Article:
Talking about his feelings when he saw the Amazon River, Louie Favorite said , ‘I had only seen the Mississippi River before this trip, so as you might guess, it was much bigger. Less development than we have in the United States. More trees and rain forest’. 

I asked him about the people who live along the banks of the river and how he communicated with them . He says that people who live there speak a little English. ‘There was only a slight language barrier. I learned very little Portuguese, but luckily most of the people we ran into spoke at least a little English. Many places we visited weren’t very different than parts of the United States’.

He said, ‘For the most part, people there were friendly and welcoming. I’ve found that people are more alike than different no matter what part of the world."

The only exceptions were the people involved in the illegal trafficking. Naturally, they didn’t welcome us with open arms.’ When Louie and his team met the wildlife traffickers, he was appalled by the scale of the traffickers' business. He says, 'We were offered everything from sloths to brightly colored birds to even an alligator. We declined to buy any.Once, while we were on a boat trip, one of the locals held an animal in his right hand and extended his left hand to us . He was ready to sell the animal to us. 

In the Amazon there are colourful birds, reptiles and predators (such as eagles and jaguars). The traffickers target rare birds like yellow-faced parrots , blue-throated and blue hyacinth macaws.

They also trade reptiles like crocodiles, alligators, anacondas and snakes. They are used for food, educational studies and as pets. In addition, Their skins are used for making bags, shoes and belts. The indigenous people trap and hunt these endangered species of birds and animals for foreign dealers. They are transported through hidden and uncomfortable means that threaten the health of these animals and birds. A large number of wildlife specimens are packed together in boxes which may cause injuries to the animals and birds. They are exported to other countries at far-flung borders. At times these birds and animals (alive or dead) are used as carriers for the trafficking of drugs, and their offsprings or their eggs, as the case may be, are being trafficked as well.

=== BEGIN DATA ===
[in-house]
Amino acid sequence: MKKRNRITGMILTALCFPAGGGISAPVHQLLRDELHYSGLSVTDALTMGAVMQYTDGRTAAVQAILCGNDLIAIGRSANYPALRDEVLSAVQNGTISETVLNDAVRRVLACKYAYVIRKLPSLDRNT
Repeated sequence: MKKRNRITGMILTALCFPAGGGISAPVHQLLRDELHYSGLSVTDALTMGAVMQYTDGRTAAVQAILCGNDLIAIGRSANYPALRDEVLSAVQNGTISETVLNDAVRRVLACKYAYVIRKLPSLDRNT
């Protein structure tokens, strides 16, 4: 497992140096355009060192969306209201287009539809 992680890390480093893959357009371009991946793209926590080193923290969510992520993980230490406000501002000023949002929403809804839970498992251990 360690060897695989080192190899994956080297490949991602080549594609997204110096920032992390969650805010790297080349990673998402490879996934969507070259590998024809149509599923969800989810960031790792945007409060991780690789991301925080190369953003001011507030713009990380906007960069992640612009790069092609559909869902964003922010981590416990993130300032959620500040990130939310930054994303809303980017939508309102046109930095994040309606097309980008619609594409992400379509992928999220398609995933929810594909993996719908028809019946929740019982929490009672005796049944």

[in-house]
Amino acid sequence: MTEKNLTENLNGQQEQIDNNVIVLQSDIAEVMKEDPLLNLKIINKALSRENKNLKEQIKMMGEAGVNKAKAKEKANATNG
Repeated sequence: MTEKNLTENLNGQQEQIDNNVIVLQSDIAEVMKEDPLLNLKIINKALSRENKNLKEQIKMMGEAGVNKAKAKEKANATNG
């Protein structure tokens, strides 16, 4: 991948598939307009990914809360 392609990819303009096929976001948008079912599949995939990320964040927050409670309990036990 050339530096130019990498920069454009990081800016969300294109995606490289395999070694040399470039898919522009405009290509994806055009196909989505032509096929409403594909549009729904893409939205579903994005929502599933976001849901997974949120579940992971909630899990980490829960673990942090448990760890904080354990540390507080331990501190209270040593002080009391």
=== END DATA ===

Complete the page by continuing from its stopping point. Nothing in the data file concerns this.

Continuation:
Louie says that every year millions of animals and birds are removed from their natural habitat. The traffickers want money and lots of it. The problem is that poachers and traffickers are not educated about the problems we may collectively inherit should the harmonious balance be damaged by the overconsumption of the natural resources of the earth. Wildlife trafficking is a threat to nature, natural resources, ecological harmony and to the health of our environment. It is threat to the future of the world, the abode of humans, birds and animals. We should make sure that we leave a better world for posterity.